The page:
Low WK,Sng I,Balakrishnan A,Palatine tonsillar metastasis from carcinoma of the colonJ Laryngol OtolYear: 1994114494518035134
Wang WS,Chiou TJ,Pan CC,Chen WY,Chen PM,Signetring cell carcinoma of the rectum with tonsillar metastasis: a case reportZhonghua Yixue Zazhi (Taipei)Year: 199611209212
Vasilevsky CA,Abou-Khalil S,Rochon L,Frenkiel S,Black MJ,Carcinoma of the colon presenting as tonsillar metastasisJ OtolaryngolYear: 1997113253269343772
Goldenberg D,Golz A,Arie YB,Joachims HZ,Adenocarcinoma of the rectum with metastasis to the palatine tonsilOtolaryngol Head Neck SurgYear: 19991165365410.1016/S0194-5998(99)70076-810547490
Vauléon E,De Lajarte-Thirouard AS,Le Prisé E,Guihaire P,Raoul JL,Tonsillar metastasis revealing signet-ring cell carcinoma of the rectumGastroenterol Clin BiolYear: 200511707210.1016/S0399-8320(05)80696-715738898
Güvenç MG,Ada M,Acioğlu E,Pamukçu M,Tonsillar metastasis of primary signet-ring cell carcinoma of the cecumAuris Nasus LarynxYear: 200611858810.1016/j.anl.2005.07.00916169179
Sheng LM,Zhang LZ,Xu HM,Zhu Y,Ascending colon adenocarcinoma with tonsillar metastasis: a case report and review of the literatureWorld J GastroenterolYear: 2008117138714010.3748/wjg.14.713819084924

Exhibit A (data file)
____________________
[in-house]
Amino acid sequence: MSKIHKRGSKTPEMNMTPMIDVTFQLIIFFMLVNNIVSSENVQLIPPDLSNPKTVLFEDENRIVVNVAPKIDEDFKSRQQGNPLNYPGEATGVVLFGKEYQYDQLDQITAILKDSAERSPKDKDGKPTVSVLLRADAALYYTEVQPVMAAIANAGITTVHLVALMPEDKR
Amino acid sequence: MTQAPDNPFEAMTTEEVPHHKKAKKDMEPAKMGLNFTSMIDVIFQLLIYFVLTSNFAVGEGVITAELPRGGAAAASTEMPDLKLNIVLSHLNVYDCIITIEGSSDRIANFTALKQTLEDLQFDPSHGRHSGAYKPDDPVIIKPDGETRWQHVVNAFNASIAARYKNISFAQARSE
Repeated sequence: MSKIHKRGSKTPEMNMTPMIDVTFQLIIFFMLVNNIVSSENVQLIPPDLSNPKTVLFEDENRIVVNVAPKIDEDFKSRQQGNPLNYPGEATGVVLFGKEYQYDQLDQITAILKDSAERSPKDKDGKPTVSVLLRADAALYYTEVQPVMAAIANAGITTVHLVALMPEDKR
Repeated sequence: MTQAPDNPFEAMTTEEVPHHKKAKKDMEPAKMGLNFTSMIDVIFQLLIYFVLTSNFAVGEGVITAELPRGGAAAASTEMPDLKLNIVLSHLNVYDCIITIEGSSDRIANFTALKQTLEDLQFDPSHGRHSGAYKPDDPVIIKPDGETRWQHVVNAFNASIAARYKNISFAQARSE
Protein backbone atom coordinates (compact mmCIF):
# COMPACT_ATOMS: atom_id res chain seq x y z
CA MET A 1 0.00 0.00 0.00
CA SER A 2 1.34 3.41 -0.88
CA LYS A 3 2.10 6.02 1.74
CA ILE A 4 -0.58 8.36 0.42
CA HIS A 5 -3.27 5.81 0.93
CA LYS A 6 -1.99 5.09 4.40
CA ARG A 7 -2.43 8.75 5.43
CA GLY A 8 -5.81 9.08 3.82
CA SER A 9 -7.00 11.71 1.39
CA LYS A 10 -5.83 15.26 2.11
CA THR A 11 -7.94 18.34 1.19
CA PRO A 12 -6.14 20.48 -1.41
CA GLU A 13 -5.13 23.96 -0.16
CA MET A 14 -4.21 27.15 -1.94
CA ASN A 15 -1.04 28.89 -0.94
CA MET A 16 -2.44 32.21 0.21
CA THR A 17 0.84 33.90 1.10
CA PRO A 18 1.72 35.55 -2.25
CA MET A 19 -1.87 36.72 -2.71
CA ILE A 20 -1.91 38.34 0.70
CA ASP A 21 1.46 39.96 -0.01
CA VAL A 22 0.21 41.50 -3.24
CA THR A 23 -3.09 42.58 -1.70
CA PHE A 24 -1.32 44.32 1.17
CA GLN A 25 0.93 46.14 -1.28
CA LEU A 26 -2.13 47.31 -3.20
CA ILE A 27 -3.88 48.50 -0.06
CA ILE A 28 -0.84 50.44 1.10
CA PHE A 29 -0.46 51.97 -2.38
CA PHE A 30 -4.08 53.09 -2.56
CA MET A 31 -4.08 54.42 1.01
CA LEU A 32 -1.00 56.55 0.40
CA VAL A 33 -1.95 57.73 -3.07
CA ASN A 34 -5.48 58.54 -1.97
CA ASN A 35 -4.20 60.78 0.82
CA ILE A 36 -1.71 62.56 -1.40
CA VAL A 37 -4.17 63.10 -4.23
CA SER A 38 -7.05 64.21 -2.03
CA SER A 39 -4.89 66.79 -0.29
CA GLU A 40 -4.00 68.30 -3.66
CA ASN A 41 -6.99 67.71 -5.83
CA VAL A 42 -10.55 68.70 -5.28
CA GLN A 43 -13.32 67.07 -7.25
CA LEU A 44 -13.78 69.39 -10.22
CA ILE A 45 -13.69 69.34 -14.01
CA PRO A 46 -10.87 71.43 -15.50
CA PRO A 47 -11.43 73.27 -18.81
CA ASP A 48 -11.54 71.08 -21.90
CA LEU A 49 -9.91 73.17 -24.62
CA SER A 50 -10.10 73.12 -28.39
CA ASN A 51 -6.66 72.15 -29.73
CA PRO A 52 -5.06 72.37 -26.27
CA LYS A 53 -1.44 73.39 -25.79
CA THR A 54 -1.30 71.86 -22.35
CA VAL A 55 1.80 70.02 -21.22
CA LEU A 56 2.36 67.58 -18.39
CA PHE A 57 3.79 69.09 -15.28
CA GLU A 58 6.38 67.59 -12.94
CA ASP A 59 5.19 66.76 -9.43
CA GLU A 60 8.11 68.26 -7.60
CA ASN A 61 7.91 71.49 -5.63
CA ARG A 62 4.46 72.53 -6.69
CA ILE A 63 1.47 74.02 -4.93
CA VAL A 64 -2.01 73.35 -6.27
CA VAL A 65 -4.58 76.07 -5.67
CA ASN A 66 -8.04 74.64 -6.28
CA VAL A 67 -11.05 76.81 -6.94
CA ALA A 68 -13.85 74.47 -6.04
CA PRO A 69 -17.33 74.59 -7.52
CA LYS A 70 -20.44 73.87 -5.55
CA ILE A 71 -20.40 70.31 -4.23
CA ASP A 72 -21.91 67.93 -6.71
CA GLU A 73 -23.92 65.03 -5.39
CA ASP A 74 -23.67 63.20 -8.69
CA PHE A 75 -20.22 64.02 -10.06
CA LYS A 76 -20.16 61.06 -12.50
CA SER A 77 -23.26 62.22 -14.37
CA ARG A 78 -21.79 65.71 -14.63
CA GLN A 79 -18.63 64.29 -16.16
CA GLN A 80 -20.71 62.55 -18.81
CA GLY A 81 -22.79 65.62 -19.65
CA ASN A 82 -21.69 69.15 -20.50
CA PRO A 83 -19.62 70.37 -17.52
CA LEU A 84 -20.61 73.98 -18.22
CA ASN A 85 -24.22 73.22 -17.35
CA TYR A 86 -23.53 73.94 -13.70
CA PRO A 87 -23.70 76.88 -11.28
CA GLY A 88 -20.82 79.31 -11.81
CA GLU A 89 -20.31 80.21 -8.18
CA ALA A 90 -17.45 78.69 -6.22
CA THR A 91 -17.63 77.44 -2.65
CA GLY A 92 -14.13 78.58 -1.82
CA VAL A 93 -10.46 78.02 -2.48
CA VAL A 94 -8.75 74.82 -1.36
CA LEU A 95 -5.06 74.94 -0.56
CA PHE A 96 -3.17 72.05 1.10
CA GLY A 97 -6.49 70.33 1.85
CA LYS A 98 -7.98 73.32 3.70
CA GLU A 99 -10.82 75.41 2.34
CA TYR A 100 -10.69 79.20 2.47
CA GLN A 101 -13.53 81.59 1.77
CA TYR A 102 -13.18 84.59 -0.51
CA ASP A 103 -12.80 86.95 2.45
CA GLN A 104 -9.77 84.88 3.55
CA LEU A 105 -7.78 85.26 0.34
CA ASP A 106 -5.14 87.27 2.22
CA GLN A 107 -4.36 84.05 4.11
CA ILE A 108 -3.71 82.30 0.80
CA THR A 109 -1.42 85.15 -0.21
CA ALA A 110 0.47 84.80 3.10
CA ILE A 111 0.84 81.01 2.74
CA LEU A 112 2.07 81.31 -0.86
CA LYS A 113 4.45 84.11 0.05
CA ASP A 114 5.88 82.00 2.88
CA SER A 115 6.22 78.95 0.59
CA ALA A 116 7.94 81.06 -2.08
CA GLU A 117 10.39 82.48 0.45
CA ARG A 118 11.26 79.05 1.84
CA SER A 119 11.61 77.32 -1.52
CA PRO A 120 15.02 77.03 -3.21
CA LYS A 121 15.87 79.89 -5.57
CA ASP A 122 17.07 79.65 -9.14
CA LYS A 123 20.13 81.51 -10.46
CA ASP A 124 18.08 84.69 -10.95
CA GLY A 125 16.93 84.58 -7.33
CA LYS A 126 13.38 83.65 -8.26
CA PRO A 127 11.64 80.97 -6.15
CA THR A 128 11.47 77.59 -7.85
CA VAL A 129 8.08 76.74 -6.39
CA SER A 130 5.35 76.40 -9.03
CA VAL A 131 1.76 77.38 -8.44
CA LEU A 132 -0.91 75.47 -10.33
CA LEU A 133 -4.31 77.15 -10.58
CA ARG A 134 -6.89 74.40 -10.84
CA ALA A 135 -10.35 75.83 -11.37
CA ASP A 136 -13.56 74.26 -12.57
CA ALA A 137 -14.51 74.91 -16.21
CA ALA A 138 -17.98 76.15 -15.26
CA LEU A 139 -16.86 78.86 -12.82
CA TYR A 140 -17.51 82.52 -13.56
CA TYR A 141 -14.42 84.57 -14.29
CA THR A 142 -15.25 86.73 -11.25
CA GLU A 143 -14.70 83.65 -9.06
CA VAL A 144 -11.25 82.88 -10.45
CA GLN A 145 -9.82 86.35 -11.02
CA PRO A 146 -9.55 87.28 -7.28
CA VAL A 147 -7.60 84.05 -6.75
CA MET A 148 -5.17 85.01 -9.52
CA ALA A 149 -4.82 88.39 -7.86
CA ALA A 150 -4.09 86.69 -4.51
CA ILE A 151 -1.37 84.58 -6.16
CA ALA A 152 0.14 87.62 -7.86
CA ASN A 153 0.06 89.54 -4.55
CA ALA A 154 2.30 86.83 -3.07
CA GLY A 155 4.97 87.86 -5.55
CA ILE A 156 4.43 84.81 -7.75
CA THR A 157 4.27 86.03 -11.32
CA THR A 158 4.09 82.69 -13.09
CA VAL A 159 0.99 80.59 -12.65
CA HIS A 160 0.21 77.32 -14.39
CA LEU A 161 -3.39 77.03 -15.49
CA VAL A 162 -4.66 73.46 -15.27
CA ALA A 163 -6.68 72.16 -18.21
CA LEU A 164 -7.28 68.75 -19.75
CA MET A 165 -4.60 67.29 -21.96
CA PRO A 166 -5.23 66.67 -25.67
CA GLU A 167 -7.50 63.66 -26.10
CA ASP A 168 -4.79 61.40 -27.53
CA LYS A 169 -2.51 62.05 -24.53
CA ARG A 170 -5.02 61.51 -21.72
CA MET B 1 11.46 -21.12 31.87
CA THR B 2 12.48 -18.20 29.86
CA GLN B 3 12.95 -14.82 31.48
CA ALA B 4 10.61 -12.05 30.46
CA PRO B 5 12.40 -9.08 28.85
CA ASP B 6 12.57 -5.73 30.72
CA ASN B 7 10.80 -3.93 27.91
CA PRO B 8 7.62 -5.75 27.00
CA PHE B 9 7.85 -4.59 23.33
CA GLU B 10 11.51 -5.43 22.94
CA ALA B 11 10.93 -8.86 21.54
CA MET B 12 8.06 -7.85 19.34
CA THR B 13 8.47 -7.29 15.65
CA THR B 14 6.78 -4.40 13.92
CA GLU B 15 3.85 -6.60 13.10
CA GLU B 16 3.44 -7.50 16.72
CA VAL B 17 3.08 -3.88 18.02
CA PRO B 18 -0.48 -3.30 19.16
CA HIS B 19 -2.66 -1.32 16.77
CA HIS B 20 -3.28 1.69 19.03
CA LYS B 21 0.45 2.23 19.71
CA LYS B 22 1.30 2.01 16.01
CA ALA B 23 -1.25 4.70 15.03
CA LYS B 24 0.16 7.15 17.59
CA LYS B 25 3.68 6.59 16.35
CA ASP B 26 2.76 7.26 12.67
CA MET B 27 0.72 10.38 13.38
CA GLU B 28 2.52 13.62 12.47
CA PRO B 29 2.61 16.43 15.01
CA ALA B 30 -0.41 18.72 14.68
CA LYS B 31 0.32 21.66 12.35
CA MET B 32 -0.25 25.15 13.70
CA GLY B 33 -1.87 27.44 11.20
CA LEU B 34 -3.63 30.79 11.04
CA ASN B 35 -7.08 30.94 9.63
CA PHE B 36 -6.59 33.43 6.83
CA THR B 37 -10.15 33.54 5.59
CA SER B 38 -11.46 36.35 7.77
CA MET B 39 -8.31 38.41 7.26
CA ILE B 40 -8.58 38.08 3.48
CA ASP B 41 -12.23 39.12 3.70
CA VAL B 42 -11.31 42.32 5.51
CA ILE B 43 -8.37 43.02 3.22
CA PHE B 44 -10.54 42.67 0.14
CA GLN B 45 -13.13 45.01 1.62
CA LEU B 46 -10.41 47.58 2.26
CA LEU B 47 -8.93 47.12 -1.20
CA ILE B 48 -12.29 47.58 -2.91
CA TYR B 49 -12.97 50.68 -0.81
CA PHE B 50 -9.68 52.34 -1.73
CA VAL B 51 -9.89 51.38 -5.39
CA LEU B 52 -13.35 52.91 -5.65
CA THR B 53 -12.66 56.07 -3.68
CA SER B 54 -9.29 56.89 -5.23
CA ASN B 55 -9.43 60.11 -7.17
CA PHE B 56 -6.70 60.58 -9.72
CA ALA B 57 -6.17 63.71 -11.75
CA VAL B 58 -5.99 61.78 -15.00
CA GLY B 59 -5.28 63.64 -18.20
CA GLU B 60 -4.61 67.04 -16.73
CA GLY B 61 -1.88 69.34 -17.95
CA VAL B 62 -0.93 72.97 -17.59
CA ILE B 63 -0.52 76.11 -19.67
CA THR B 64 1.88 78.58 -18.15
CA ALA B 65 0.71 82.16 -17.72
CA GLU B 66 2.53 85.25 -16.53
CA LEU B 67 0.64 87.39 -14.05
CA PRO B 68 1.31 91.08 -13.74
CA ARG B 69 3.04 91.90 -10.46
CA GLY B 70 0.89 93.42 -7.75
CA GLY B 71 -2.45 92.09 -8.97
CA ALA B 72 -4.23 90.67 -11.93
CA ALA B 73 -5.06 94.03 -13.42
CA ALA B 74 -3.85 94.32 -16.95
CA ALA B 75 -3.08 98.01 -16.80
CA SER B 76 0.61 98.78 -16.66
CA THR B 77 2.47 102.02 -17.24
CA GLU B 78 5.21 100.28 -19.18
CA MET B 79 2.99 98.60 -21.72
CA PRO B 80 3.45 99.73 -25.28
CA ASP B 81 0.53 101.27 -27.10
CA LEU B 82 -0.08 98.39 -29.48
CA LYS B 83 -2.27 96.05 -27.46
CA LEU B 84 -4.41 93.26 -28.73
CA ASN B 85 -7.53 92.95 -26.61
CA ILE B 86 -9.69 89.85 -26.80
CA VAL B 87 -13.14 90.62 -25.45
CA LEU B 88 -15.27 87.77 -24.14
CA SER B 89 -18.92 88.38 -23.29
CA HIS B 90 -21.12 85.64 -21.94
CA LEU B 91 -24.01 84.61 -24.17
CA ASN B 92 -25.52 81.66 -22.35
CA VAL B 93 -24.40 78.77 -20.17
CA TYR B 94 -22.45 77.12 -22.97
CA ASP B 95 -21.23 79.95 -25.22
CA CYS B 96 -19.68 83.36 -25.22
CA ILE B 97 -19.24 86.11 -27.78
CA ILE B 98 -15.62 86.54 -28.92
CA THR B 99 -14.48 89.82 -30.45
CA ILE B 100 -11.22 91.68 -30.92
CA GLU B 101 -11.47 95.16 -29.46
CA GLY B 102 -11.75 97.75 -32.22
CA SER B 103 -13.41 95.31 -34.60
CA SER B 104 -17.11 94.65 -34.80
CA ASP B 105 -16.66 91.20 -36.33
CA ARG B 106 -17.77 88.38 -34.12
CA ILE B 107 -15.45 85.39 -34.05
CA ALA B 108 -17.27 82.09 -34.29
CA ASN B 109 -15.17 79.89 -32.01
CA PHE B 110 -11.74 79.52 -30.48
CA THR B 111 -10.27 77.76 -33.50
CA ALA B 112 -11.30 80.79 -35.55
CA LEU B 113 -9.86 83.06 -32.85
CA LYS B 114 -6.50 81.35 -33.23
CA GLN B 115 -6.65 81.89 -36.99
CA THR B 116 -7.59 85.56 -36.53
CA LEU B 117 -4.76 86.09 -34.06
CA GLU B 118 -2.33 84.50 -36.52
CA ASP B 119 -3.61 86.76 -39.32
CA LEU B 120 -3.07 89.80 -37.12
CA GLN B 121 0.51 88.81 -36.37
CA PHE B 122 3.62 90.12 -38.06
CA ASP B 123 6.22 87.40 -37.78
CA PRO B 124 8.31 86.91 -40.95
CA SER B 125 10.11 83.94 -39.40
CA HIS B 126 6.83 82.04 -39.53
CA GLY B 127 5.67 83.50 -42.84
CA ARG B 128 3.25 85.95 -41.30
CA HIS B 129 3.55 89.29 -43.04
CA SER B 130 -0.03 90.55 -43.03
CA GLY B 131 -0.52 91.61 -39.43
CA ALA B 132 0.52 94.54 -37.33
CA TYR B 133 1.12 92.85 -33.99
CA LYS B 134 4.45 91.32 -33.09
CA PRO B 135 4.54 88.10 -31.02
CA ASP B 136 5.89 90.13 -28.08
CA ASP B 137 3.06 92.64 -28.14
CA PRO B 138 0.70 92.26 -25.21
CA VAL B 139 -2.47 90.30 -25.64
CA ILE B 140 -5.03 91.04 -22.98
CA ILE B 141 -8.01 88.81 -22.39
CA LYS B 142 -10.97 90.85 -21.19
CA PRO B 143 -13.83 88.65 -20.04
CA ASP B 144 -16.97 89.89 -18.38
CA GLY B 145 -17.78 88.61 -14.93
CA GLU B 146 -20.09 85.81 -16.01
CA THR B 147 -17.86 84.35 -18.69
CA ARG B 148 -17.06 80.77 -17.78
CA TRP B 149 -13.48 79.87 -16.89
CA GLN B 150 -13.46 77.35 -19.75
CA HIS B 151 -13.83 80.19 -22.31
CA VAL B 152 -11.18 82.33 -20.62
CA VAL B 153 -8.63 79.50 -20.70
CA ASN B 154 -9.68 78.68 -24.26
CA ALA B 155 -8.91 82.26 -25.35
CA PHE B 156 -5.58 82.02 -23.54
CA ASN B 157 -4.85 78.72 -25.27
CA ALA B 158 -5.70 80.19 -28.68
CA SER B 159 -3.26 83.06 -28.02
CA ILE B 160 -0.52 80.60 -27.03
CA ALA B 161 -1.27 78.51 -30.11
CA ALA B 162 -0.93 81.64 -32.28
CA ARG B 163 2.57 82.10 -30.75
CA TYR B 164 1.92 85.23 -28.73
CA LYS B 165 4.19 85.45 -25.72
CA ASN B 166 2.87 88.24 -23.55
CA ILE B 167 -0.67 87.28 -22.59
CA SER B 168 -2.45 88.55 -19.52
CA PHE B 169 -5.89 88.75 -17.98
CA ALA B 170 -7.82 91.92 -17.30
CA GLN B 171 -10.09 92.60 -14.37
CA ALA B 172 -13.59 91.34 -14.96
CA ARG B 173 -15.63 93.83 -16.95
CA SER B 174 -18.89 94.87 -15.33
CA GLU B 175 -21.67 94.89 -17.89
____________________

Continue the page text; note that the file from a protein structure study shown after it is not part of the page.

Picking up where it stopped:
Lemay F,Cervera P,de Gramont A,A man with colon cancer and tonsil swelling. Tonsillar metastasis from colon cancerGastroenterologyYear: 2012111423162510.1053/j.gastro.2012.01.00222543111
Kende AI,Carr NJ,Sobin LH,Expression of cytokeratins 7 and 20 in carcinomas of the gastrointestinal tractHistopathologyYear: 20031113714010.1046/j.1365-2559.2003.01545.x12558745
Chu P,Wu E,Weiss LM,Cytokeratin 7 and cytokeratin 20 expression in epithelial neoplasms: a survey of 435 casesMod PatholYear: 20001196297210.1038/modpathol.388017511007036
Poizat F,Gonzalez AM,Raynaud P,Baldet P,Garrel R,Crampette L,Costes V,Adenocarcinomas of nasal cavities and paranasal sinuses: diagnostic pitfalls in sinonasal glandular lesionsAnn PatholYear: 20091128629510.1016/j.annpat.2009.07.00719900634


[Figure ID: F1]
Figure 1 

Nonenhanced abdominal computed tomography scan. The scan revealed para-aortic lymph node enlargement measuring approximately 4 cm in diameter (arrows).

[Figure ID: F2]
Figure 2 

Enlarged para-aortic lymph nodes compressed the left upper ureter causing left ureteral obstruction and hydronephrosis. Arrow, left ureteral obstruction.

[Figure ID: F3]
Figure 3 

Microscopic section of the biopsy tissue showed abundant heterogenic cells with a neoplastic gland formation. H & E, magnification ×200.

[Figure ID: F4]
Figure 4 

Histopathological examination of the resected tonsillar specimen. Histopathology showed surface squamous epithelium with extensive infiltration of the tonsillar lamina propria by abundant malignant small glandular cells. H & E, magnification ×100.